13. The IEP notes reflect that Mother and Father had only visited one post-secondary program in the year since the October 8, 2004 IEP and intended to look at another program in the upcoming year. Zachariah, Student’s program coordinator from TCRC, attended the meeting, offered to arrange for Mother and Father to visit another program and provided information about a new adult day program that had opened in Simi Valley. The transition plan again emphasized that Mother and Father needed to work with TCRC to decide on a placement so that instruction could be tailored to that goal. The transition plan reflected that Student would continue with developing independent living skills through a functional skills curriculum, would participate in learning to use public transportation, and would have exposure to employment through six on-campus jobs and one off-campus job. The transition plan noted that Student was a client of TCRC. A line listing “other possible agencies to be considered” included CCS, the Braille Institute and the Foundation for the Junior Blind; however, as previously discussed, such agencies did not attend transition IEPs because ultimately, it would be TCRC that arranged for and funded Student’s post-secondary services.
14. TCRC service coordinator Zachariah believed that the Cole program in Oxnard or TLC in the San Fernando Valley were the most appropriate post-secondary placements for Student because they served the visually impaired. ARC was less appropriate because there were no totally blind people there. Father liked the Cole Vocational Program, but was concerned about the possible one-hour travel time to the program.
15. At the October 21, 2005 IEP, Mother and Father agreed with the IEP team that a triennial assessment of Student was not needed because Student’s needs were well known.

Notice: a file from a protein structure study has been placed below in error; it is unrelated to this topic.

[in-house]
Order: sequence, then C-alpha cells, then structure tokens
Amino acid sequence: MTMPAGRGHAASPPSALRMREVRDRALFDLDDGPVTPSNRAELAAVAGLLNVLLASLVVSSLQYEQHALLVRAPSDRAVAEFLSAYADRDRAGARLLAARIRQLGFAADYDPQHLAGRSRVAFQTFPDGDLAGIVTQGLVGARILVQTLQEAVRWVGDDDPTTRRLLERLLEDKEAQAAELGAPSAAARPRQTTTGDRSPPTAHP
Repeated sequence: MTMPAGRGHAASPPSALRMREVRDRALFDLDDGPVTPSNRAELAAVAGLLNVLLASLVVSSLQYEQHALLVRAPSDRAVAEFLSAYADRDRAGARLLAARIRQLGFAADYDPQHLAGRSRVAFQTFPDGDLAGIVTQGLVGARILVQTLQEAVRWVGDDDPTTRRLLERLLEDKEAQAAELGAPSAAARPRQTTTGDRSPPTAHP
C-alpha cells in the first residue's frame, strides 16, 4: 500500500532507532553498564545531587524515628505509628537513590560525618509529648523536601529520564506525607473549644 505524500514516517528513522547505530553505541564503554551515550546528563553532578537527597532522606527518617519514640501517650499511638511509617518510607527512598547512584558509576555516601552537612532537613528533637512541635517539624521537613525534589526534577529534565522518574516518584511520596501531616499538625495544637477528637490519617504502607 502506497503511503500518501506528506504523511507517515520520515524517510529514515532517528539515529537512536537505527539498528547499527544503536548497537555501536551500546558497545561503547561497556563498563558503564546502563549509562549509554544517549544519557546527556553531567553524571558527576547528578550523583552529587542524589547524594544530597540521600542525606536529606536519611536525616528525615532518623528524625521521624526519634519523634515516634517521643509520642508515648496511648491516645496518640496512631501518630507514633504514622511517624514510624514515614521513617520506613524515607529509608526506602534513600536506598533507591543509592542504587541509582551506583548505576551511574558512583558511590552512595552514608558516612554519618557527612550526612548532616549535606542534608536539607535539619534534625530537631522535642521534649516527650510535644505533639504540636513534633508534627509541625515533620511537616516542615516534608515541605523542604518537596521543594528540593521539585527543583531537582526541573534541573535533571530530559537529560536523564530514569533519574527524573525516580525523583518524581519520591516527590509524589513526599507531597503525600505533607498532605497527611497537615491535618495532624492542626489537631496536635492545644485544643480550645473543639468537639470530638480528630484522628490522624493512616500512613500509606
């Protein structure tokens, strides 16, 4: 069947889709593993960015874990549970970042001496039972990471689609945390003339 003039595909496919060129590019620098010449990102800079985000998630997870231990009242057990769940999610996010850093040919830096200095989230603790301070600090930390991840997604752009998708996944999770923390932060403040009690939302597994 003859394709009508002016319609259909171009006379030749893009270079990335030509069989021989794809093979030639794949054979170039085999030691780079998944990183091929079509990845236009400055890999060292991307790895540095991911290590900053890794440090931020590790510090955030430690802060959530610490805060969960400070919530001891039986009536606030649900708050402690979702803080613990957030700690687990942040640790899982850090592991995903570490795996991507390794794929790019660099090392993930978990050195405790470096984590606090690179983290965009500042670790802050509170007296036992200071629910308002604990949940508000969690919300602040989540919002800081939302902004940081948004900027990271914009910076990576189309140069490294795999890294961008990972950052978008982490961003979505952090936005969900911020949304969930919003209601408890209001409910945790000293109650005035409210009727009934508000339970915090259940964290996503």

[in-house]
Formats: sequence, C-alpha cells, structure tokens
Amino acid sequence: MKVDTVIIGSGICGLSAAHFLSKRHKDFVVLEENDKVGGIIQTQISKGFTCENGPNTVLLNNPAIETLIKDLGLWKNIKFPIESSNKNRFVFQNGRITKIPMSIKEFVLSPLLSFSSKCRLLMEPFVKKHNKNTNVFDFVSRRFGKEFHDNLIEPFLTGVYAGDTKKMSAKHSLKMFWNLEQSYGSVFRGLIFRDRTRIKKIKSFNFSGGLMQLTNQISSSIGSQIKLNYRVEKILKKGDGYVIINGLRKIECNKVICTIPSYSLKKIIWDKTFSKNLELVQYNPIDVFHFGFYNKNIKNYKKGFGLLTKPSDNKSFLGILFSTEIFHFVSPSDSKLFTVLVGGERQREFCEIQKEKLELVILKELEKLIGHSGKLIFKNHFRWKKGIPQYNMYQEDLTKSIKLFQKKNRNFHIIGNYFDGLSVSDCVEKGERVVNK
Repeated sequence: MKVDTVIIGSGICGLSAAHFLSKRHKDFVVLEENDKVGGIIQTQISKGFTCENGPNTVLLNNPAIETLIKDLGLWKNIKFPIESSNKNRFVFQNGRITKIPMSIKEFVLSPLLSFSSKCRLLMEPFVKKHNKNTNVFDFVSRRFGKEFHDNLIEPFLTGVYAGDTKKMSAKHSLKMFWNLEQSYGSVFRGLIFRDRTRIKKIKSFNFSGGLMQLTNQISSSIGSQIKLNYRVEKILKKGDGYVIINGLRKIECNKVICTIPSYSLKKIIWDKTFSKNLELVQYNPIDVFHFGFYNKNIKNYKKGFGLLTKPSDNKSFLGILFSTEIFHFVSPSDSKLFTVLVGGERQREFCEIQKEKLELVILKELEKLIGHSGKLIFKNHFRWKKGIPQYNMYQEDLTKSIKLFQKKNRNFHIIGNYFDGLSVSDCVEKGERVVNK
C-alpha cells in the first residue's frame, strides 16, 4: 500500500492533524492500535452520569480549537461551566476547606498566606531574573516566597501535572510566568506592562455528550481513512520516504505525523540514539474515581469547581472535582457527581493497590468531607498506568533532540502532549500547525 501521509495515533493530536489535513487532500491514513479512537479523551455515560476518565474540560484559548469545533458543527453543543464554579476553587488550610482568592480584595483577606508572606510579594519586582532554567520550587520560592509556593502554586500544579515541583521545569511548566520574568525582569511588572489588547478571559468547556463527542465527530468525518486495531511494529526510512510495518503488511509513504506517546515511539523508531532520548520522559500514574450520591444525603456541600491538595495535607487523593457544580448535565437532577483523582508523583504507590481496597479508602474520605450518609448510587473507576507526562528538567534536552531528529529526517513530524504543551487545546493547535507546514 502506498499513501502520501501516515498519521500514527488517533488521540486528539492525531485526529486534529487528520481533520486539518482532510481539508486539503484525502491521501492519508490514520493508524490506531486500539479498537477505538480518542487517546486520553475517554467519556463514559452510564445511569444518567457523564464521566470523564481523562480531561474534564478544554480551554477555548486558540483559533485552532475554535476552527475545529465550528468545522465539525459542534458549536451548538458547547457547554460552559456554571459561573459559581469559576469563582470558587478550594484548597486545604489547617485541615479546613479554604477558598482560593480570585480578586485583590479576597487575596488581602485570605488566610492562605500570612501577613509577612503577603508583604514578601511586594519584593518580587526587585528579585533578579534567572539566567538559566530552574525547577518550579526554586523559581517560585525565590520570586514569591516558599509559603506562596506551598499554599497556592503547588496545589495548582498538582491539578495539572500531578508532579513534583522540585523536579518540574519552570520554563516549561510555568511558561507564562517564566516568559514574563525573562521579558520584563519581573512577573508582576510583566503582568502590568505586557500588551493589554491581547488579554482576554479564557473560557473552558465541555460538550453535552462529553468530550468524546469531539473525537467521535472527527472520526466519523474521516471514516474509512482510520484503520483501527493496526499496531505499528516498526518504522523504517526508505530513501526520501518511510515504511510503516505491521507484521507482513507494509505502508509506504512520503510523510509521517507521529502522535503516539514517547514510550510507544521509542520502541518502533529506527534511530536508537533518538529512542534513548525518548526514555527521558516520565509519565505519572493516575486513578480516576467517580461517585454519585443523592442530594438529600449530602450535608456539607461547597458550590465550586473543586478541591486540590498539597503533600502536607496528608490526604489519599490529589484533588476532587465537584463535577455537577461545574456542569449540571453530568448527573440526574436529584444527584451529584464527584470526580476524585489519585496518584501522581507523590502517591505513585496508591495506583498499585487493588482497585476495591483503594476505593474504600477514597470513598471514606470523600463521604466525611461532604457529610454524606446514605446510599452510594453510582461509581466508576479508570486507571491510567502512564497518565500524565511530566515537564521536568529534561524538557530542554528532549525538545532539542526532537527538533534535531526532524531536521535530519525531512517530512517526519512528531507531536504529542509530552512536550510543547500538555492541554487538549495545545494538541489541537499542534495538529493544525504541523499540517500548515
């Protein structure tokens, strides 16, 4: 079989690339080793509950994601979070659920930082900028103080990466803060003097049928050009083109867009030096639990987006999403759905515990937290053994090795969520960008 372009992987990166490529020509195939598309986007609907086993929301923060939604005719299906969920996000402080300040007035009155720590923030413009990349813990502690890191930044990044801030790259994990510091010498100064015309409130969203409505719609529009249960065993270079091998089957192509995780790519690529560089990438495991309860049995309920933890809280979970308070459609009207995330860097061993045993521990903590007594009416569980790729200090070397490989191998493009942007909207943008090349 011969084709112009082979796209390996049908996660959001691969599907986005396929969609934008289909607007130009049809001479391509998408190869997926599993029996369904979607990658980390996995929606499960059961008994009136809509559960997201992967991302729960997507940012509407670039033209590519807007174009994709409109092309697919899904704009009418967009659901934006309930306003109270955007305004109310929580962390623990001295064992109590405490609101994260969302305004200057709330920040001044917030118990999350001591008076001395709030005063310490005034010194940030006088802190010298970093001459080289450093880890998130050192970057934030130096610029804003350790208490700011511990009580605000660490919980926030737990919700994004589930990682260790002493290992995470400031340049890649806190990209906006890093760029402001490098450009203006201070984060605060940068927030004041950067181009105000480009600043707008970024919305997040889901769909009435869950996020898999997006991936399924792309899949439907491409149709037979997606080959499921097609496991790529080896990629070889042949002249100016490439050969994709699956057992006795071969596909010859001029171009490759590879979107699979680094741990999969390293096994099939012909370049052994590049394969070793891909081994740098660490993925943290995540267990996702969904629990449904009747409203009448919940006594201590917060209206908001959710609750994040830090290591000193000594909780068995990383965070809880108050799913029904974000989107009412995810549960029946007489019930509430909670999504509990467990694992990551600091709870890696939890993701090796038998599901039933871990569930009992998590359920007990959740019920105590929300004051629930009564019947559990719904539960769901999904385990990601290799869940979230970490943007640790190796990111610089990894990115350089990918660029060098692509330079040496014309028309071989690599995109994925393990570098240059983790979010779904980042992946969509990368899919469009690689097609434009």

16. The October 21, 2005 IEP contained the following annual goals: a motor skills/mobility goal of full participation in APE; a vocational goal of reducing the need for prompting when performing job tasks; a vocational goal of reducing the frequency of hugging and kissing co-workers; a vocational goal of following instructions; a vocational goal of increasing Student’s ability to count items accurately; a functional/academic goal of learning to distinguish between the Braille symbols for “Men” and “Women” both in class and the community; an orientation/mobility goal of increasing Student’s ability to travel in the community with a human guide; a communication goal of increasing appropriate verbal greetings; a communication goal of increasing Student’s ability to verbally describe her own actions; a communication goal of increasing Student’s receptive understanding of concepts such as full/empty, in front of/in back of; a communication goal of replacing a gesture and whimper with speech when Student needed to use the restroom; a self-care/independent living goal of clearing the dining table with minimal prompts; a self-care/independent living goal of brushing her teeth with reduced physical prompting; a self-help/independent living goal of finding her own money when paying for items at a store; a self-care/independent living goal of increasing independent chewing and swallowing; a self-care/independent living goal of pouring liquids accurately. All of the goals were based on observed present levels of performance, contained benchmarks, and were measurable. The goals reflected Student’s functional skills curriculum and were appropriate for Student’s abilities. The self help/independent living goals of clearing the table, brushing teeth, locating money and properly eating and chewing were assigned in part to the occupational therapist.